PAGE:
If you share your company culture at every opportunity, then you will be much more likely to get the attention of job candidates who are attracted — and would fit well within — it.
3. Ask the Right Questions
In an interview, be sure to ask questions that relate to your company culture and require answers that will illuminate whether the candidate can uphold that culture. For example, if your company values creativity, you might ask the candidate to describe a time they had to come up with a unique or innovative solution to a problem. If your company values giving back, it might be wise to ask how involved the candidate is with his or her own community.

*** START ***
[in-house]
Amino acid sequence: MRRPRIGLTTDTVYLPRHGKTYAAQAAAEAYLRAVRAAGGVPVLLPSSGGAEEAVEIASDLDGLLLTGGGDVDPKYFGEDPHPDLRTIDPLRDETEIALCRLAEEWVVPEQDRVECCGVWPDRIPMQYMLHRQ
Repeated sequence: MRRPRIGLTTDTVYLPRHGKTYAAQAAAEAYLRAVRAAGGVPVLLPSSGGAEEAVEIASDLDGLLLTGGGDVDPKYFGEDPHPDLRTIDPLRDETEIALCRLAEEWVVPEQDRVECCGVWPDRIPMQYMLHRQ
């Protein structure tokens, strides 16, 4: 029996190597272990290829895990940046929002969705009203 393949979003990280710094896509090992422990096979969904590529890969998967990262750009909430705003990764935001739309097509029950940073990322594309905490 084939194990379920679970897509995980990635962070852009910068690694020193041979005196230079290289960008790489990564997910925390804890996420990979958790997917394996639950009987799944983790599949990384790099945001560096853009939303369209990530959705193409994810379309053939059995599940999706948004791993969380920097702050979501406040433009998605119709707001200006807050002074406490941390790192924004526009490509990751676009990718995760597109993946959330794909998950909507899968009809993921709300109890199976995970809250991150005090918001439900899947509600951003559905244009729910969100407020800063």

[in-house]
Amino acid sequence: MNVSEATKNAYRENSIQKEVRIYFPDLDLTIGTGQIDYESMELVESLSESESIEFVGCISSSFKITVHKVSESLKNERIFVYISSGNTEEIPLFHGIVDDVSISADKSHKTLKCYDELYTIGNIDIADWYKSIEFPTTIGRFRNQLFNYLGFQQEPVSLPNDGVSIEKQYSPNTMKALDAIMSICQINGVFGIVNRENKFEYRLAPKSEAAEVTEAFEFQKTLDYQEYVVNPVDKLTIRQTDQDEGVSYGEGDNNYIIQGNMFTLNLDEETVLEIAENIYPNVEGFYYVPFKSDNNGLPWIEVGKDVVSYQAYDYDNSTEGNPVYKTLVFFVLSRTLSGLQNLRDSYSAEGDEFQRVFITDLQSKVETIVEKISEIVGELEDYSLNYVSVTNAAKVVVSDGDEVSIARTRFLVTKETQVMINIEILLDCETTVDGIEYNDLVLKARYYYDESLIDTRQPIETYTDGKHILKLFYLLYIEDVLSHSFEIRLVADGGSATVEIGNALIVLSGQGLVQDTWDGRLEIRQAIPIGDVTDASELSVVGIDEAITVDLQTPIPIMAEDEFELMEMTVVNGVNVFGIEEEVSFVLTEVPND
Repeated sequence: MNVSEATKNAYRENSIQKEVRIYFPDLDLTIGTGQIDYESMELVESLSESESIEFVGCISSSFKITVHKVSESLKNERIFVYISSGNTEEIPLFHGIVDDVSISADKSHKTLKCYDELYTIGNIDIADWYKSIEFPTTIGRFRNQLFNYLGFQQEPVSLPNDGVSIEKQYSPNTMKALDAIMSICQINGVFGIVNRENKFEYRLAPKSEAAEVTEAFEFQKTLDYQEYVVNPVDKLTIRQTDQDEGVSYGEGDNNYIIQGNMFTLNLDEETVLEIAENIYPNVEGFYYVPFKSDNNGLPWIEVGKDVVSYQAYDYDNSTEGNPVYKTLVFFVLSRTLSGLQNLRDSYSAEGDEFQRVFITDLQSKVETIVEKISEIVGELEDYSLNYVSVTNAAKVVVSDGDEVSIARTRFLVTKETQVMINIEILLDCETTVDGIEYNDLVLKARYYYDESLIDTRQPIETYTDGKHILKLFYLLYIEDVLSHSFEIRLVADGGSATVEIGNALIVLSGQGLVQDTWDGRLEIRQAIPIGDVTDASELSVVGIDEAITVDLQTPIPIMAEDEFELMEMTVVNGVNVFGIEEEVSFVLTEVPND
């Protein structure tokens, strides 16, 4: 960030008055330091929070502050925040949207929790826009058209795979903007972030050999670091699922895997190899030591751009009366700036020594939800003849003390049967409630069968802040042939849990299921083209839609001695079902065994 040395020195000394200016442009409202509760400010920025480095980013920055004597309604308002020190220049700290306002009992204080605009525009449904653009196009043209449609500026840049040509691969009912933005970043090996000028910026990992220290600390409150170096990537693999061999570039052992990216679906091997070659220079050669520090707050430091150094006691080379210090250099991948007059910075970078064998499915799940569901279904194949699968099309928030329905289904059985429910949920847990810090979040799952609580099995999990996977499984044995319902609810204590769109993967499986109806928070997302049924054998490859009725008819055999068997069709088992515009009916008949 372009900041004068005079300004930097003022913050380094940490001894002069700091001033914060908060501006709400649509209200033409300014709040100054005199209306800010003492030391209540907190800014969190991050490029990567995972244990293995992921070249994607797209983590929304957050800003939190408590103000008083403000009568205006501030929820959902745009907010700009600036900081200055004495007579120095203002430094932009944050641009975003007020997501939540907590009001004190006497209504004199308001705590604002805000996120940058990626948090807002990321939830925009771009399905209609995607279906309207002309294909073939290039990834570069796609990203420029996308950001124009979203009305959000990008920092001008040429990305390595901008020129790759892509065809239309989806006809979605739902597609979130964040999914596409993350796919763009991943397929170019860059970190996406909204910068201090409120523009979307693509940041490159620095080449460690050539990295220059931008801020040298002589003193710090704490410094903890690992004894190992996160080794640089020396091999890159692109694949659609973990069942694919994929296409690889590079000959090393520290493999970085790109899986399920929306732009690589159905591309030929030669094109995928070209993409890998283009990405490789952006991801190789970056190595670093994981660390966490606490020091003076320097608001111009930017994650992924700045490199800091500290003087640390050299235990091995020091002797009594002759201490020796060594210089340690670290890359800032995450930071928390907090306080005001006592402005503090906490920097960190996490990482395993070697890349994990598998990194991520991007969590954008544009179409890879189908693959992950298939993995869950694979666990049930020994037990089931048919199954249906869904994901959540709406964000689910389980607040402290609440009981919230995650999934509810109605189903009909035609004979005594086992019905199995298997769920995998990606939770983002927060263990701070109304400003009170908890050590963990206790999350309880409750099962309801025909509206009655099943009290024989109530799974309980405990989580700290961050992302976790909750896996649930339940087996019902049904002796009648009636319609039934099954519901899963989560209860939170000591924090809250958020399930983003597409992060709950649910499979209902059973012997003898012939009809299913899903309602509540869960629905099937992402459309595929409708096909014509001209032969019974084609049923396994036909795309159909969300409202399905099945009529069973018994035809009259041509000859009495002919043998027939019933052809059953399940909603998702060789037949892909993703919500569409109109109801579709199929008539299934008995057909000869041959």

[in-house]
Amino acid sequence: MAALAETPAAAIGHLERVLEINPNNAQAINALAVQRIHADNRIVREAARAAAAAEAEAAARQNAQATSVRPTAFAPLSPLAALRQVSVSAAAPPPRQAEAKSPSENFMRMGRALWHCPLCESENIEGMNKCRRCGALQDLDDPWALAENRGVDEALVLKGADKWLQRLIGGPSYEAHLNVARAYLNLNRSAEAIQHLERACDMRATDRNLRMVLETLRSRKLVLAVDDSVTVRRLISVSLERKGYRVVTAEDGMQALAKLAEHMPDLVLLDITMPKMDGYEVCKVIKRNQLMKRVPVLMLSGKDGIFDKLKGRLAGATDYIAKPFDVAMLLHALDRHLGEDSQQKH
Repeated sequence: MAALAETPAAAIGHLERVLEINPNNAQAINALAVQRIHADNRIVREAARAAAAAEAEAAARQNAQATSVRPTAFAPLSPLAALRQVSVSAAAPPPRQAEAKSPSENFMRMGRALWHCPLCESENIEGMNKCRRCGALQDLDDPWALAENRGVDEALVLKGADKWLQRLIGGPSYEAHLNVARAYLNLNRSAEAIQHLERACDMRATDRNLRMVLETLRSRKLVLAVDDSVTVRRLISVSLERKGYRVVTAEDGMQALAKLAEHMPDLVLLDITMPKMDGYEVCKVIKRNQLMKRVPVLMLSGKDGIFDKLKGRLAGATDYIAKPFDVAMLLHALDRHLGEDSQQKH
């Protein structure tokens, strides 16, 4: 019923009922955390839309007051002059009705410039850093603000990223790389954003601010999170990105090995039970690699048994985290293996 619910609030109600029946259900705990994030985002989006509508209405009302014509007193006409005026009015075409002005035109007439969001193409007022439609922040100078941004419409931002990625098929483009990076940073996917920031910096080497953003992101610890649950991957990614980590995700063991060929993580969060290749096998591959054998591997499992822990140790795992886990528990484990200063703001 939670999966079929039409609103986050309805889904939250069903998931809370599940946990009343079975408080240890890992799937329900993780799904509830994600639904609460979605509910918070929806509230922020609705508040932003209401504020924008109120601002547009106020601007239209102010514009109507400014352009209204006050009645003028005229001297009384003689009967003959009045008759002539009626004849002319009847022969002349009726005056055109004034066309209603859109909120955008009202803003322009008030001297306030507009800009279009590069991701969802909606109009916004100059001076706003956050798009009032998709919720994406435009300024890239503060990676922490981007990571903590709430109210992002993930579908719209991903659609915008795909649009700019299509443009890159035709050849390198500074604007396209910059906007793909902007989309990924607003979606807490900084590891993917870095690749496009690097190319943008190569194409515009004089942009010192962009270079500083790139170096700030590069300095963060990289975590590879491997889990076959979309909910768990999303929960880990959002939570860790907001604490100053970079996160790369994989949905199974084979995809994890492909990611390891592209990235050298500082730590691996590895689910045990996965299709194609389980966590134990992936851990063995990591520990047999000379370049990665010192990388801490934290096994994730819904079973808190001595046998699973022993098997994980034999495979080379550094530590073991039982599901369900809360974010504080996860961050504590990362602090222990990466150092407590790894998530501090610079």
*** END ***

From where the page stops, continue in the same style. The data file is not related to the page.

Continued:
Another opportunity to ask questions is following a company tour — during which you will have shown off your company culture at work. After the tour, you can ask the candidate if he or she could picture working at the company, and dive deeper into why or why not.
4. Dive Deeper With Personality Tests
You can also consider using a personality test to reveal if a candidate will be a culture fit.
Here’s how to do it: Test your own highest-performing and most loyal candidates, and see if you can spot any patterns in their answers and results. For example, do they all score high on measures of empathy? If so, that could be a sign to favour particularly empathetic candidates. Different departments might answer questions differently, so be sure to keep that in mind.
Then, administer the tests to candidates, looking for those whose answers closely resemble those of your own successful workers, in the right departments and similar jobs, of course.